Critics say move against militants in Abyan province is a dangerous escalation in Yemen's fight against terror, with residents saying the government will not succeed in clashes with the Islamic militants because they are a core part of a number of southern provinces.
US drone attacks in Yemen ignore Al Qaeda for local militants
Among the targets has been the Jaar farm of Khaled Abdul Nabi, considered one of the most powerful Islamic militants in Yemen since the early 1990s, according to the interior ministry.
"More than 85 per cent of the fighters killed in Abyan over the last three weeks have not been Al Qaeda members. Militants in Abyan and other areas in the south are well-known Jihadists, but we cannot prove their links to Al Qaeda," said the official. Last week, the interior ministry said it arrested 10 militants in Aden believed to be fighters with links to Mr Nabi.
Qasem Bin Hadi, head of security in Zinjibar, Abyan, said that the majority of the militants killed were terrorists.
"Who said that only Al Qaeda is a terrorist group in Yemen? These militants are causing as much problems for Yemen as Al Qaeda," Mr Hadi said, adding that Abyan has turned into a ghost town and that clashes between government forces and militants are non-stop.
"Bodies of dead people are everywhere in the streets," he said.
Critics feel this is a dangerous escalation in Yemen's fight against terror.
Ali Abdul Jabbar, director of Dar Ashraf Research Centre in Sana'a, said: "There are thousands of Islamic militants in the south, but only 200-300 Al Qaeda members. The militants are more moderate than Al Qaeda but the government considers them a risk."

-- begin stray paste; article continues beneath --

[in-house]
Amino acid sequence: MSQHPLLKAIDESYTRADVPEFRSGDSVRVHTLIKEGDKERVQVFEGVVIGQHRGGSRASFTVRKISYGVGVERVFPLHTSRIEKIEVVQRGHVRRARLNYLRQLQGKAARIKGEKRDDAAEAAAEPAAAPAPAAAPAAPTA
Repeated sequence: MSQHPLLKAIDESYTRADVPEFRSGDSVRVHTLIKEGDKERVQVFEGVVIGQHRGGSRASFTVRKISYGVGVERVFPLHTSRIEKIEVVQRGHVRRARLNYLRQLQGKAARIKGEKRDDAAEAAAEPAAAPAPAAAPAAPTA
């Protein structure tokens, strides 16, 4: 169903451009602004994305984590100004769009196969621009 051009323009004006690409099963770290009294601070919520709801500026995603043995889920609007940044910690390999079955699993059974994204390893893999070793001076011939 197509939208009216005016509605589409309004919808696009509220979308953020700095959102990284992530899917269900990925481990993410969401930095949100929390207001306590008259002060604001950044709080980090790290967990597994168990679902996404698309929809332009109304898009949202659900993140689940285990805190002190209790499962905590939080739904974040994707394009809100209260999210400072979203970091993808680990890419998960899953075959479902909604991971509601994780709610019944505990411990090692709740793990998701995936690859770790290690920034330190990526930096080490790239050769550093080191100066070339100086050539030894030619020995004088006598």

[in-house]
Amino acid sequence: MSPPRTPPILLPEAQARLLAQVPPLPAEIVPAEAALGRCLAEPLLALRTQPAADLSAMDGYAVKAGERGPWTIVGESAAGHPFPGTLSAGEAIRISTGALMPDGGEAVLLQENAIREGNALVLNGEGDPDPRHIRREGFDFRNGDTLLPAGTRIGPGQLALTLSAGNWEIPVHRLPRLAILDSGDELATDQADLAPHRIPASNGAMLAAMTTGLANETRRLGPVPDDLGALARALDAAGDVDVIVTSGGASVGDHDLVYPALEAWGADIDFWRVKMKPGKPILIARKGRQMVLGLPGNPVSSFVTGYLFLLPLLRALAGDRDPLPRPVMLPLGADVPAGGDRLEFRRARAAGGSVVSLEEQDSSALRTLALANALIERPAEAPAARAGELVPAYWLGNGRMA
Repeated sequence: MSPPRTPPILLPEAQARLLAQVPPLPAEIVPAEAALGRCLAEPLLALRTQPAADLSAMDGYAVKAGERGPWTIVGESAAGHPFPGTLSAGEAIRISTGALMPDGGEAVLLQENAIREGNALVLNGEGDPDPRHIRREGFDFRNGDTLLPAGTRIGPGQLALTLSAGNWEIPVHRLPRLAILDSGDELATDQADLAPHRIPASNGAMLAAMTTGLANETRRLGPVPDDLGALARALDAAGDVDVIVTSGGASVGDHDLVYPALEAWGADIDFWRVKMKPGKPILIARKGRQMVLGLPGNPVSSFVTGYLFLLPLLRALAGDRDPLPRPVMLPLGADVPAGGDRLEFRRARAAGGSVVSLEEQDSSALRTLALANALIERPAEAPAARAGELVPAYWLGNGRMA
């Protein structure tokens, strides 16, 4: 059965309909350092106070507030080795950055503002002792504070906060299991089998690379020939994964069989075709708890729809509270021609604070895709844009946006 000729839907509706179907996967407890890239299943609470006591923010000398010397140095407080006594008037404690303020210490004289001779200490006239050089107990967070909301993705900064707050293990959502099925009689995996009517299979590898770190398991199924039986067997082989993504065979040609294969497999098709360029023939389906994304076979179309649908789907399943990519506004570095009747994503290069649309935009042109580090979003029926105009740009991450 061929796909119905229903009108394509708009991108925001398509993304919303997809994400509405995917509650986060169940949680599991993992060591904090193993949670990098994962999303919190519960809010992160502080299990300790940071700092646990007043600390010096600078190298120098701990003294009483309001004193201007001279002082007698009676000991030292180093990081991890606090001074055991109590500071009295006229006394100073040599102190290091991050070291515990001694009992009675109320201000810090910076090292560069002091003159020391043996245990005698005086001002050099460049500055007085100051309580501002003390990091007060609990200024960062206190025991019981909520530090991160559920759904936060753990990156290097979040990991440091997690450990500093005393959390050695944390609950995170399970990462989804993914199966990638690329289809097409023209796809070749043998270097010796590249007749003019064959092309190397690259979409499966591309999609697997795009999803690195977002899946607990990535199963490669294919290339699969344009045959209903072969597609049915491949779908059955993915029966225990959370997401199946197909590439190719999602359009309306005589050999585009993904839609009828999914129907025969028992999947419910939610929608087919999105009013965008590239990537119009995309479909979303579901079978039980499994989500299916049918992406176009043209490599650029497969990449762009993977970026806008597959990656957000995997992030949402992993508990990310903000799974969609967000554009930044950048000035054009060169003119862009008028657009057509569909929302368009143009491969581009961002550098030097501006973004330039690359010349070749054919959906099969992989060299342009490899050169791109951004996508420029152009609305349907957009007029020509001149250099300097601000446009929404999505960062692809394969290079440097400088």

Mr Abdul Jabbar said Islamic militants in Abyan have never harmed US interests in the region but this could change after the continuous US drone attacks.
More than 200 people have been killed in the ongoing clashes, but medical officials at Razi Hospital in Abyan said that half of the dead were civilians.
Ali Hashem, a medic at Razi Hospital, said: "Government is killing residents and then they announce they killed militants. Most of those admitted to the hospital were not fighters.
"Government is making its stance clear and that they will target anyone causing chaos in the country."
Residents feel the government will not succeed in clashes with the Islamic militants because they are a core part of a number of southern provinces.
Saleh Luqman, an Abyan store owner who refused to leave the war-torn province, said: "The militants will not surrender. The government has killed dozens of civilians over the last three weeks, many of them militants' relatives. They are fighting for their lives and avenging the death of loved ones."
Militants have taken over the majority of Lahj province over the last week and entered Yemen's business capital, Aden.
Nabil Bukairi, director of the Abaad Research Centre in Sana'a, said: "You cannot fight an entire country. The ideology of jihad is wide spread in the south, and to uproot it, you would have to kill millions of people.
"This is the beginning of a long war that will kill thousands and solve nothing."